The parents are away for a few days, Alex is in charge but cares only for his date Monica, so he wants the girls out; Mallory 'drives' straight into a telephone pole, now they must come up with some ...
Alex starts his sophomore year looking for a girlfriend in the freshman directory. He meets Tricia who seems to be everything he wants. However, after a spat with Tricia's roommate, Ellen, Alex finds...
Tony Micelli, a retired baseball player, becomes the housekeeper of Angela Bower, an advertising executive in New York. Together they raise their kids, Samantha Micelli and Jonathon Bower, with help from Mona Robinson, Angela's man-crazy mother.
Charles, a college student, moves in with the Powell family as the housekeeper, baby-sitter, and friend to the children. Along with his best friend, Buddy, Charles attempts to manage his ... See full summary »
The post-retirement season is suddenly disrupted for football player George Papadapolis and his wife Katherine when Webster, the orphaned son of a former teammate, moves in. Laughter -- and life lessons -- in every episode.
Steven and Elyse Keaton, once 1960s radicals, now find themselves in Reagan-era American trying to raise a traditional suburban family. Their three first kids are Alex (a very ambitious Young Republican), Mallory (a ditzy and boy-crazy fashionista) and Jennifer (whom we first get to know as a precocious nine-year-old tomboy). Later on, a fourth child (Andrew) was added to the Keaton family. Most of the comedy arose from the conflict between the ex-hippie parents vs the conservative Alex and the brainless beauty Mallory.
Some critics and other media observers have come to see Family Ties as a reverse parallel to All In The Family. Both shows largely centered around political or philosophical generation gaps, with Family Ties reversing All In The Family's dynamic of conservative parents and liberal kids. Gary David Goldberg has said that hadn't been his intention, calling the reverse similarities a happy accident. See more »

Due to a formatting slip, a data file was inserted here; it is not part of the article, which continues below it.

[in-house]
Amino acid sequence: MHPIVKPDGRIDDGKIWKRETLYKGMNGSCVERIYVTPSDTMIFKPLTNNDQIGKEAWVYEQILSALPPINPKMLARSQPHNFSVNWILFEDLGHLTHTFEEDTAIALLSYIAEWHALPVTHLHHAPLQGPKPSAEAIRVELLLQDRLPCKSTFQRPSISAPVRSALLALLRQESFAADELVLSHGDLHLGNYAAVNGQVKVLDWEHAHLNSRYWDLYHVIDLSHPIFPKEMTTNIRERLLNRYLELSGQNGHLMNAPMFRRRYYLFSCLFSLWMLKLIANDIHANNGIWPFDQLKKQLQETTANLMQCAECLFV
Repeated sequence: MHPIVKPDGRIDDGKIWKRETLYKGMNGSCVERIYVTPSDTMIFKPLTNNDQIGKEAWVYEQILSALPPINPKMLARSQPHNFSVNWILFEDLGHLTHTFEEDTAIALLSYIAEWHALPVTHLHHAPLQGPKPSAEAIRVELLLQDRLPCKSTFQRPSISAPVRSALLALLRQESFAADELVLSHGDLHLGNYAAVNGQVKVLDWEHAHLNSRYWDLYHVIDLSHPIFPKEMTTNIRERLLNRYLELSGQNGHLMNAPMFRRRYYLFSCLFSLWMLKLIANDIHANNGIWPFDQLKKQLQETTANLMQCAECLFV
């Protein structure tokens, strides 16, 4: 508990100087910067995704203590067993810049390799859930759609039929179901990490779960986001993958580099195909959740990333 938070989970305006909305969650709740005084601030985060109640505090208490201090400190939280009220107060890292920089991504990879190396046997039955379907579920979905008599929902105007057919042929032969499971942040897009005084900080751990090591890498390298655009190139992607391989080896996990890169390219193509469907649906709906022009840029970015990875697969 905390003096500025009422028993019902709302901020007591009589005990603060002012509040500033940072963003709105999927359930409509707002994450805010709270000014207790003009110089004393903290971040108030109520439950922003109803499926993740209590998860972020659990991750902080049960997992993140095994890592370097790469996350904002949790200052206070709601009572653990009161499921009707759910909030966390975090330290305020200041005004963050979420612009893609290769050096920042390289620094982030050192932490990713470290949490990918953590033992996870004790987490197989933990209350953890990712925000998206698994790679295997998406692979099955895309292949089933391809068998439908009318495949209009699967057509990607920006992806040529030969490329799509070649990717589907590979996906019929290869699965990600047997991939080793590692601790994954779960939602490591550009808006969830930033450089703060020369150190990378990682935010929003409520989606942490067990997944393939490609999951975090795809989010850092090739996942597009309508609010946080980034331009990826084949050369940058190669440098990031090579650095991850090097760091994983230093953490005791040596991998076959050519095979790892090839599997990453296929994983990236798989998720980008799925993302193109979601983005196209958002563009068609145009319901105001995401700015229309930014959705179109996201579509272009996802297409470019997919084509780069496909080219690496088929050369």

I get nostalgic about television shows like Family Ties. It was based around two parents who graduated University of California at Berkeley in the sixties. It was wise to have their eldest son, Alex P., to be on the opposite fence of politics. ALex with his tie and pictures of Ronald Reagan and Nixon. His younger sister, Mallory, played well by Justine Bateman cares more about fashion than grades or Alex's politics. It's great watching these two in action. The younger sister, Jennifer, develops from a young girl to an independent adolescent. There were always two story lines going on in every episode. Marc Price's SKippy is priceless for a thankless job. Scott valentine plays Mallory's boyfriend, Nick, a painter who never finished high school. Some of the best moments in this series happens after Nick enters the Keatons lives and his relationship with them. The mixture of great characters with witty dialogue. You can't stop laughing when Mr. Keaton tries to apologize to Nick in a ladies' shoe store. He comes across as a former gay lover than the father of Mallory but it's full of laughs. Despite the witty dialogues, this was a believable family who introduced Andrew, the youngest and fourth child. What do the children think when they find out. "I was talking about closet space" Mallory says to Alex. Oh, this is truly a family show for everybody. I can't say how I miss a family centered show on such a wonderful family like the Keatons.
18 of 19 people found this review helpful.
Was this review helpful to you?